A three day conference on fighting drug trafficking and abuse in Africa was due to end in Harare on Thursday with officials warning the continent's stability was at stake if leaders didn't act to control the problem.
Olawale Maiyegun, head of social affairs at the African Union Commission, said drug abuse was likely to become "the next major problem for Africa" and the vast sums of money made from drug trafficking and other organized crime "were starting to pervert democracy and good governance and to affect elections."
The AU official, who attended the Harare conference, told DW the recent shopping mall attack in the Kenyan capital, Nairobi, was proof that organized crime was a huge challenge threatening the continent's stability.
Maiyegun, a Nigerian national, is backing efforts to implement the AU plan of action on Drug Control and Drug Prevention (2013-2017), which aims to reduce illicit drug use, trafficking and associated crimes. The plan acknowledges that drug profits were distorting the economies of many African countries and in some of the poorer states, the value of trafficked drugs exceeded the country's gross national income.
Drugs for Europe
Maiyegun said criminals were taking advantage of African nations' porous borders and the high level of poverty. Drugs destined for Europe and elsewhere were passing through Africa.
"Cocaine from South America is coming mainly through West Africa, but also through southern Africa," Malyegun said. "Heroin from Afghanistan is coming through East Africa," he added.
There are a number of fragile post-conflict states in Africa that are being used as transit countries by drug-traffickers and some of their illegal merchandise is left behind in those countries.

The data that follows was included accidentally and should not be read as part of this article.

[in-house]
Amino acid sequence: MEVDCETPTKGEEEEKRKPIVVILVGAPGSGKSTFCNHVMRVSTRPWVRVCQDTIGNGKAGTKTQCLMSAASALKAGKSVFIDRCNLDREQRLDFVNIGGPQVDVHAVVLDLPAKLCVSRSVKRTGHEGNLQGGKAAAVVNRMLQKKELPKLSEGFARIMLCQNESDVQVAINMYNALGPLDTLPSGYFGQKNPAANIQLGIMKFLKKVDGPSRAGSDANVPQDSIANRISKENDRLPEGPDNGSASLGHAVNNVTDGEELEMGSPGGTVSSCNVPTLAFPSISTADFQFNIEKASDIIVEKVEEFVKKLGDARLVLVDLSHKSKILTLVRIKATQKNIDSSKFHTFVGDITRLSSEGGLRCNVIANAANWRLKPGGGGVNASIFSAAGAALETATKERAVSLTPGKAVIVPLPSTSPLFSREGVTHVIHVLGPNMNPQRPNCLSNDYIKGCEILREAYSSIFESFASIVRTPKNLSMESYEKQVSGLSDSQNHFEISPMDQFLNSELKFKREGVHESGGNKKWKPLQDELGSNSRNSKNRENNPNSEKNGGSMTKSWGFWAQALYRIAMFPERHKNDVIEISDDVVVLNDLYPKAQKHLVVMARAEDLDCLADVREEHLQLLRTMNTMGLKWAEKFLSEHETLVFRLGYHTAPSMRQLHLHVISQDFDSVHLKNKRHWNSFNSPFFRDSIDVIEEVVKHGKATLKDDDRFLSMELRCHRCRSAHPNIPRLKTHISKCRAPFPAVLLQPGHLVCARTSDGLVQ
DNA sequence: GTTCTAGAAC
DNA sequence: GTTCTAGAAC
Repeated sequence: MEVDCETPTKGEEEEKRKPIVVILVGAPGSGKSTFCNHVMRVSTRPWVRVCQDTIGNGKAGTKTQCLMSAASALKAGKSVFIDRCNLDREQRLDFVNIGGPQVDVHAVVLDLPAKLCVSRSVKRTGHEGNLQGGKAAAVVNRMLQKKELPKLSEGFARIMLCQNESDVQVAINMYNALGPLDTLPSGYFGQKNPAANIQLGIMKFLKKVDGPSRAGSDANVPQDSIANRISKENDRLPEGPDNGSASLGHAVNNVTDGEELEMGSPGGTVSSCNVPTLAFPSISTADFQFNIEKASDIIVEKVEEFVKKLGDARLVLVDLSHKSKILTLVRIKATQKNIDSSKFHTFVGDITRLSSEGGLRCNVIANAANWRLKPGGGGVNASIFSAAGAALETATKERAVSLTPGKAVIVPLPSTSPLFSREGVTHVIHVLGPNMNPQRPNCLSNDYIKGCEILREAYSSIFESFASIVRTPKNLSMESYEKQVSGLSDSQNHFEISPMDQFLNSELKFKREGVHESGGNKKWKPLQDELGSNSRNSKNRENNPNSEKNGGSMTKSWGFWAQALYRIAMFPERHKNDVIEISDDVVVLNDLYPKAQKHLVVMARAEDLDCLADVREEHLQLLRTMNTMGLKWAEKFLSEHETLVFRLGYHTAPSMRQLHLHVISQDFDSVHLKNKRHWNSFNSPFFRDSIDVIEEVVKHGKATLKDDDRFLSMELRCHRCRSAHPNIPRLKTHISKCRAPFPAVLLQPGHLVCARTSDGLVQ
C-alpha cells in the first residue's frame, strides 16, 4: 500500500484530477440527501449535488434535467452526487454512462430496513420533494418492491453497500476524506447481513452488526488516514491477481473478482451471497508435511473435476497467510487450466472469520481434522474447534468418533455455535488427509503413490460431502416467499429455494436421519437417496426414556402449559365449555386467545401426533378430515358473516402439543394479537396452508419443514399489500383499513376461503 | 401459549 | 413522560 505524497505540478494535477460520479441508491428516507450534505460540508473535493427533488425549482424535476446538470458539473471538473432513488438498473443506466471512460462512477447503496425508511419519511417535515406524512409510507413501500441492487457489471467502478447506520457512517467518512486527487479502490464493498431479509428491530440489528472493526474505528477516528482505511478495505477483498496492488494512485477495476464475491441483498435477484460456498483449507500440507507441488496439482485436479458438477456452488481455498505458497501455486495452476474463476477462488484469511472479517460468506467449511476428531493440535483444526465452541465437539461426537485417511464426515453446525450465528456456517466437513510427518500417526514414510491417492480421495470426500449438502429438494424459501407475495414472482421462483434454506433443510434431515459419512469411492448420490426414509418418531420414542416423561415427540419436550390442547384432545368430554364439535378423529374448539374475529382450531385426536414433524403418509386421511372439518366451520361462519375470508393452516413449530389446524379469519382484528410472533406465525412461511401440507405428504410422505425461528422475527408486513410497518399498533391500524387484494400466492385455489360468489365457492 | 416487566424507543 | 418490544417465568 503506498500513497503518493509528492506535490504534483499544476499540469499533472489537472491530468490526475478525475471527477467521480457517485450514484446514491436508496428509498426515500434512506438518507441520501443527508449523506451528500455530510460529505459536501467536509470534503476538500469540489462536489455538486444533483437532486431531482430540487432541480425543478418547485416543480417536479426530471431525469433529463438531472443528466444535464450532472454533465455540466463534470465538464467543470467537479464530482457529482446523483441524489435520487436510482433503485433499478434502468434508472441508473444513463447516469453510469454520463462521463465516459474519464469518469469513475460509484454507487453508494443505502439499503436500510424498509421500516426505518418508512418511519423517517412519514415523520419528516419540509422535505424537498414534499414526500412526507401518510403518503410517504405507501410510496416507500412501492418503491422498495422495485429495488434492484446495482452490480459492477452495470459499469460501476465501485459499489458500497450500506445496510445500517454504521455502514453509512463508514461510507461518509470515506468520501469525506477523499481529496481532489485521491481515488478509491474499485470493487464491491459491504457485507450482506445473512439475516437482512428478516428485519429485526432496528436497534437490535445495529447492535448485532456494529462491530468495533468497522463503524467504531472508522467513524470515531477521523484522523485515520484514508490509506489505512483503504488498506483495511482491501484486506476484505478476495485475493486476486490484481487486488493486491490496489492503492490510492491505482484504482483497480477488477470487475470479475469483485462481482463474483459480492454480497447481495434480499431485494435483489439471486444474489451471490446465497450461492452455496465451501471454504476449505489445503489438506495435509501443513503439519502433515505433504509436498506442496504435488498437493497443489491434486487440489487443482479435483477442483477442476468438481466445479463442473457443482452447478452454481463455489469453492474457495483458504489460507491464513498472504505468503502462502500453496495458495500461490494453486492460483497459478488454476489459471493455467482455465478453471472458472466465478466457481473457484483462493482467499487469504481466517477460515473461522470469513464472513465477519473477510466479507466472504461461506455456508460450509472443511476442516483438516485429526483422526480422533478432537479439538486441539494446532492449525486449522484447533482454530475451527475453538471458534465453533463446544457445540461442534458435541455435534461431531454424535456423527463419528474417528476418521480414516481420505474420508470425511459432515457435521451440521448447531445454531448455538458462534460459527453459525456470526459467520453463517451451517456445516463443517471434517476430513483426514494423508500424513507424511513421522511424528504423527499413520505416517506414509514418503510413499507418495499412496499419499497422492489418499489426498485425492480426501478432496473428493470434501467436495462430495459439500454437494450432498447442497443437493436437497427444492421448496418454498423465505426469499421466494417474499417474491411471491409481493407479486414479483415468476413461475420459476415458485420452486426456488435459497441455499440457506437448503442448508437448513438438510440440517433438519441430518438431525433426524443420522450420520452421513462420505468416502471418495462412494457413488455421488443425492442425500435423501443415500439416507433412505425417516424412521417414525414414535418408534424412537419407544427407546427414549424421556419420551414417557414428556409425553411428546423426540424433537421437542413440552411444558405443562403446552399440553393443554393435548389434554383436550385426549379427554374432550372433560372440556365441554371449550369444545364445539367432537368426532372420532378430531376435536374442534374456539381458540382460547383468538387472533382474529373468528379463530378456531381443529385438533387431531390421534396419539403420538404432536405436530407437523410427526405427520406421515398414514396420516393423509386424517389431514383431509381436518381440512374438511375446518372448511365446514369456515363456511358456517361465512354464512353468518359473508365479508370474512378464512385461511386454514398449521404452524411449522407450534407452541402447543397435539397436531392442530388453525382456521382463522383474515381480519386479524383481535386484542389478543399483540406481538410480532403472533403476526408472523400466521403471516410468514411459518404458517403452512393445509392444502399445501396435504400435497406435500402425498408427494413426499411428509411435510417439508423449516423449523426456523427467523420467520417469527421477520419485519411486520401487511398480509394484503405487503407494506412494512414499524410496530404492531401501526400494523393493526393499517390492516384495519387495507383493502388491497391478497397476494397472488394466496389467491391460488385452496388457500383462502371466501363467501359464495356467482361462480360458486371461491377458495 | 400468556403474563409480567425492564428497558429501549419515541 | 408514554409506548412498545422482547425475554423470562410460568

Officials point to a connection between drugs and terrorism in Africa. UN Secretary General Ban Ki-moon said earlier in the year he was "alarmed" by the rise of groups such as al Qaeda in the Islamic Maghreb, Boko Haram in Nigeria and other organizations. He said there were clear links between crime syndicates trafficking drugs and militants in the Sahel.
Ehab Salah Ahmed heads the United Nations Office on Drugs (UNODC) in southern Africa. He told the Harare conference that his organization wanted to utilize the experience it had acquired fighting drug abuse and trafficking in other parts of the world to help Africa combat the problem. He said the UNODC was aware that African nations already faced development challenges such as health, economic growth and education. But "drug use in Africa is expanding at a rapid rate, particularly among young people," he warned.
Political will could increase
The UNODC says it provides technical help to member states wanting to enhance their capacity to combat drug use, trafficking, corruption and terrorism. Technical experts from different government ministries across Africa, who also took part in the Harare meeting, said they hoped to come up with practical initiatives to reduce the supply of illegal drugs.
Alastair Reid, risk analyst with AKE Group, told DW that not only drug use but also drug production in some West African countries was increasing and cited "crystal meth laboratories in Nigeria" as an example. Reid believes African politicians will start to take more notice of the problem. "As it becomes more and more of an African issue with African users then I think the domestic will within Africa will increase," he said.